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Social Development

What is the “New Normal” in China’s Leadership Succession?

Oct 30 , 2017

Chinese Diplomacy in the Last Five Years and the Next.jpg

Chinese are famous for taking the long view of history, and when it comes to leadership succession, they take a long view of the future. For the past fifty years China's top leaders have ruled with a clearly designated successor in the wings. In the old days few of the successors actually succeeded, but for the past 25 years the system has worked.  General Secretaries of the Communist Party of China have served two five-year terms, and at the beginning of their second term there have been two—and only two—persons appointed to the Politburo Standing Committee (PBSC) who are young enough to be the successors of the Party and state leaders. So in 1997 and 2007 the top leaders were known for the next fifteen years.

Xi Jinping has started his second term by announcing a new era in Chinese politics, and evidently part of the new era is to leave open the question of his successor in 2022. No one on the new PBSC is young enough to meet the age requirement for successor, though there are several possibilities in the full Politburo. Does this mean that Xi plans to break precedent and take a third term himself? Or is he planning a more competitive selection process later in his term? 

While Xi Jinping is likely to be powerful enough at the end of his second term to demand a third, he would be violating two current norms of succession: He would be a bit too old, and he would be staying on a bit too long. These norms are unwritten, but not insignificant. Wang Qishan, the anti-corruption tsar, abided by the age norm and is now retired from central leadership. More generally, most Party and state offices have age and term limits, and the Sixth Plenum declared in 2016 that there are no exceptions to the efficacy of Party discipline, and that exemplary conduct was expected of the Politburo and Central Committee. And Xi also holds the ceremonial office of President of the People's Republic of China, which does have a constitutional limit of two terms.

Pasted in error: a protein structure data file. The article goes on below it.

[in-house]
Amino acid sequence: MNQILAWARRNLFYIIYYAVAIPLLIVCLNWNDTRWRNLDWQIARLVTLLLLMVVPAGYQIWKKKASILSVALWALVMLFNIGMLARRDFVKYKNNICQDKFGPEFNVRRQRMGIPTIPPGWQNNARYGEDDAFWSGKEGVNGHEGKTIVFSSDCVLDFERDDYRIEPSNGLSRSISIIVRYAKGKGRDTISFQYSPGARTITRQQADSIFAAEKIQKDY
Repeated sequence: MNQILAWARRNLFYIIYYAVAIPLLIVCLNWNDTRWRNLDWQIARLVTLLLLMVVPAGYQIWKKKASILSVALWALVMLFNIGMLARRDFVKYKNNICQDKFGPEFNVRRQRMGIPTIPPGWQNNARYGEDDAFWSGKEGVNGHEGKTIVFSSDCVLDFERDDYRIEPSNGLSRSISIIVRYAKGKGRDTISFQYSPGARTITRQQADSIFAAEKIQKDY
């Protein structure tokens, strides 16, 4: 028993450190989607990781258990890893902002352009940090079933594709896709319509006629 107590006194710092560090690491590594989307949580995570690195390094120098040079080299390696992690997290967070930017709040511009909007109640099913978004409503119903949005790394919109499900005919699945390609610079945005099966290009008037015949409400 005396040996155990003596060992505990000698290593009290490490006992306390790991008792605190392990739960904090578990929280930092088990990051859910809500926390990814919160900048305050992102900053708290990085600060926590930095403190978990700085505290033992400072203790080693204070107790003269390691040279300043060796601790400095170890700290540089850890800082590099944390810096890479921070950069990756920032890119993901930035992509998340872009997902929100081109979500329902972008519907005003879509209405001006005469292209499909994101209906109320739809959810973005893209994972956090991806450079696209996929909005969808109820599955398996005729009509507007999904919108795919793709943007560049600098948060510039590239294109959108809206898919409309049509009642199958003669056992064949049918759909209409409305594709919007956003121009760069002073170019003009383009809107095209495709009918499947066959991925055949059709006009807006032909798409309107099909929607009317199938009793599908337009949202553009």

Xi has not designated a successor, but he might well be planning to have one. He now has the flexibility of watching the performance of the handful of potential successors over the next few years. The implicit competition to please Xi would strengthen his control, and the successful successor would begin his term (no women in the running) as the most loyal of Xi’s loyal followers. 

Ironically, Xi Jinping is likely to strengthen his authority as well as his continuing influence by planning to retire in 2022 rather than staying on for a third term. The third term would raise crises of expectations and deviate from the commitment that he has made to a new era of rule by law. His successor would be a loyalist chosen for his ability to follow Xi’s direction. Time will tell, but in any case Xi will be in charge.

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